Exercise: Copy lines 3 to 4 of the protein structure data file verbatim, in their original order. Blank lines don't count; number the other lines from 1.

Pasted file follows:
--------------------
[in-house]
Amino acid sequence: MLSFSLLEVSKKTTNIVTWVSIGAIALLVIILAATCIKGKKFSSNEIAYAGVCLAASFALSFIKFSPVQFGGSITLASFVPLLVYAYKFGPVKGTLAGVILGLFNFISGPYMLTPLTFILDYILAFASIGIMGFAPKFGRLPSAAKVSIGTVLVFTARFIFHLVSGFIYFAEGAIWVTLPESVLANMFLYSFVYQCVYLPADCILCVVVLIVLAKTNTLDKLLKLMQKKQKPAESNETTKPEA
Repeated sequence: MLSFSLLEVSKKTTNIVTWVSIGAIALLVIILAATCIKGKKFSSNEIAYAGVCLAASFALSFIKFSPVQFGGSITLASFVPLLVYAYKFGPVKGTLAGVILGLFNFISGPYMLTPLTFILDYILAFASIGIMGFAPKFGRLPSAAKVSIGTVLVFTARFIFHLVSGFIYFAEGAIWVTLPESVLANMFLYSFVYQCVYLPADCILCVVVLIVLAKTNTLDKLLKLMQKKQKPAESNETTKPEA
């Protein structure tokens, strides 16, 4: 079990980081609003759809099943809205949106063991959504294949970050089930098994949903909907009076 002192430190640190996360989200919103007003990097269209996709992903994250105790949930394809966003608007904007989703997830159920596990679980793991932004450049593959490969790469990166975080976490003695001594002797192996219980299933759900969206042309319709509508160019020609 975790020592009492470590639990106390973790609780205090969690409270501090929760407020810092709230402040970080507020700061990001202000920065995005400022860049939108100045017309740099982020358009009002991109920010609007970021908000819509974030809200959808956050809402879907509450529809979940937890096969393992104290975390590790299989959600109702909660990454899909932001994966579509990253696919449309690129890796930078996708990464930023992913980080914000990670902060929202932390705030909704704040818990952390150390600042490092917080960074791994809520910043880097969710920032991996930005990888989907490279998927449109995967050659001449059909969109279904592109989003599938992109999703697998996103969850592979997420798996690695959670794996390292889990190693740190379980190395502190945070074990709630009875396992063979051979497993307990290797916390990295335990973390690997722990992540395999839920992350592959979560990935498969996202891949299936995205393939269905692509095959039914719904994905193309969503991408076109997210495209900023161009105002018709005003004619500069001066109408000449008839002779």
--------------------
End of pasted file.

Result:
Repeated sequence: MLSFSLLEVSKKTTNIVTWVSIGAIALLVIILAATCIKGKKFSSNEIAYAGVCLAASFALSFIKFSPVQFGGSITLASFVPLLVYAYKFGPVKGTLAGVILGLFNFISGPYMLTPLTFILDYILAFASIGIMGFAPKFGRLPSAAKVSIGTVLVFTARFIFHLVSGFIYFAEGAIWVTLPESVLANMFLYSFVYQCVYLPADCILCVVVLIVLAKTNTLDKLLKLMQKKQKPAESNETTKPEA
């Protein structure tokens, strides 16, 4: 079990980081609003759809099943809205949106063991959504294949970050089930098994949903909907009076 002192430190640190996360989200919103007003990097269209996709992903994250105790949930394809966003608007904007989703997830159920596990679980793991932004450049593959490969790469990166975080976490003695001594002797192996219980299933759900969206042309319709509508160019020609 975790020592009492470590639990106390973790609780205090969690409270501090929760407020810092709230402040970080507020700061990001202000920065995005400022860049939108100045017309740099982020358009009002991109920010609007970021908000819509974030809200959808956050809402879907509450529809979940937890096969393992104290975390590790299989959600109702909660990454899909932001994966579509990253696919449309690129890796930078996708990464930023992913980080914000990670902060929202932390705030909704704040818990952390150390600042490092917080960074791994809520910043880097969710920032991996930005990888989907490279998927449109995967050659001449059909969109279904592109989003599938992109999703697998996103969850592979997420798996690695959670794996390292889990190693740190379980190395502190945070074990709630009875396992063979051979497993307990290797916390990295335990973390690997722990992540395999839920992350592959979560990935498969996202891949299936995205393939269905692509095959039914719904994905193309969503991408076109997210495209900023161009105002018709005003004619500069001066109408000449008839002779």